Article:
Friday, April 24, 2009

Book Review: The Between

Let me tell you what I thought about The Between by Tananarive Due.

I am a snob when it comes to my reading time. I'll read short stories until the apocalypse, especially those written by real, live People I KnowTM, but novels...I need some pretty strong recommendation. As a wannabe writer, I want to emulate the best of the best, and that starts with my reading selections.

The Between was mentioned on this list, posted at the Horror Writer's Association website. I read the blurbs online, checked out Amazon reviews, and decided that this one was it. But it wasn't. Not for me, anyway.

Hilton James has been having bad dreams...he nearly drown as a boy, his grandmother saved him but died in the process. The trick: she had already died once before. Now it seems Hilton is stuck in "the between"--not alive, not dead. Top that off with a racist terrorist that has threatened Hilton's wife, Dede (the only black judge in Dade County, Florida), and the book has its share of suspense.

The story was fine...spooky enough and a little different...but the prose threw me off. The author has worked in the newspaper industry (a features writer and columnist at the Miami Herald), and I hear a journalistic style in the novel. Every character is given a reporterly description, no matter how minor--"middle-aged white woman in black clothes," "Four boys, two white, two black"--at points the prose commits the ultimate "tell instead of show" sin.

Also, I just didn't connect with Hilton as much as I should have to really care about his lot. I loved his wife and kids (both quite precocious), but Hilton didn't really gel for me. His therapist (Raul) and police buddy (Curt) were more genuine characters. Hilton came off as a man to which bad things happened...and sometimes I wondered why he didn't fight back more when reality slipped away.

I've heard Due's later novel, Soul to Keep, is a better read. I might try it after a while. For now, The Between scores a 3/5 for me: a well-written book that just wasn't quite tight enough.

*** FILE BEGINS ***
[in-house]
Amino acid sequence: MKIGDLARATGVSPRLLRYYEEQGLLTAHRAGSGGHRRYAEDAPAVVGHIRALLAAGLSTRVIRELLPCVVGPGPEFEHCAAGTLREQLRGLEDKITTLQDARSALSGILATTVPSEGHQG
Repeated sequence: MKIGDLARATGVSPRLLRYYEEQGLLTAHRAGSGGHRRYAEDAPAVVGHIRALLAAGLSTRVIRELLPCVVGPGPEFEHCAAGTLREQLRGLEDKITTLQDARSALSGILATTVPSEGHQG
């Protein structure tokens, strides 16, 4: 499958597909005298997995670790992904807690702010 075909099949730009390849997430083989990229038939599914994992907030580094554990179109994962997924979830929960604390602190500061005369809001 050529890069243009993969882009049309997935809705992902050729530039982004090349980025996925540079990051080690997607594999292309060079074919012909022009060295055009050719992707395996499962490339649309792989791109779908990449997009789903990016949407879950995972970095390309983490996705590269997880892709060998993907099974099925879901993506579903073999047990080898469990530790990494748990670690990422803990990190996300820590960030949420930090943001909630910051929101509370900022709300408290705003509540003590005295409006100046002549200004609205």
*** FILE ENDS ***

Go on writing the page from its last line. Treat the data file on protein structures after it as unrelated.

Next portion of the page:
The more I read, the more book blurbs become meaningless. Case in point from the front cover: "A finely honed work that always engages and frequently surprises." - New York Times Book Review

"Always" is a pretty powerful word and shouldn't be used lightly.


Robert said...

I’ve become very leery of book blurbs over the years. Usually so-and-so is blurbing a book because a) they are friends with that writer or b) they share the same agent/publisher with that writer. Sometimes if a favorite writer of mine gives a book a great blurb, I’ll be apt to check it out, but usually I only refer to the Publishers Weekly review. As they’re almost always anonymous, the reviews seem to be consistent in their brutal honesty, which is good.

And regarding the HWA reading list, I just checked it out and find it to be a very sketchy list indeed -- but then when I saw who complied it, it sort of made sense ...

Aaron Polson said...

Robert--you are a very astute reader as always...I hadn't even noticed the "compiled by" note at the end.

I once was ignorant enough to believe the blurb was an honest opinion...RIP naiveté.

BT said...

I am still insulated enough to not know who the guys are who compiled the list - and ignorant enough not to care. There seem to be a lot of 'classics' on the list so I'm guessing it would make for a good starters list for writers who need to know what's come before and to learn a little, but obviously, some are a little less classic than others.

The best book I've read by a modern author is The Harrowing by Alexandra Sokoloff. I lent it to my sister last week and she is a prolific reader with a specific tastes. She was cautious about giving it a go but did so on my recommendation - she loved it. She is now reading her second book. I haven't read that one yet!

Aaron Polson said...

I need to add The Harrowing to my TBR pile.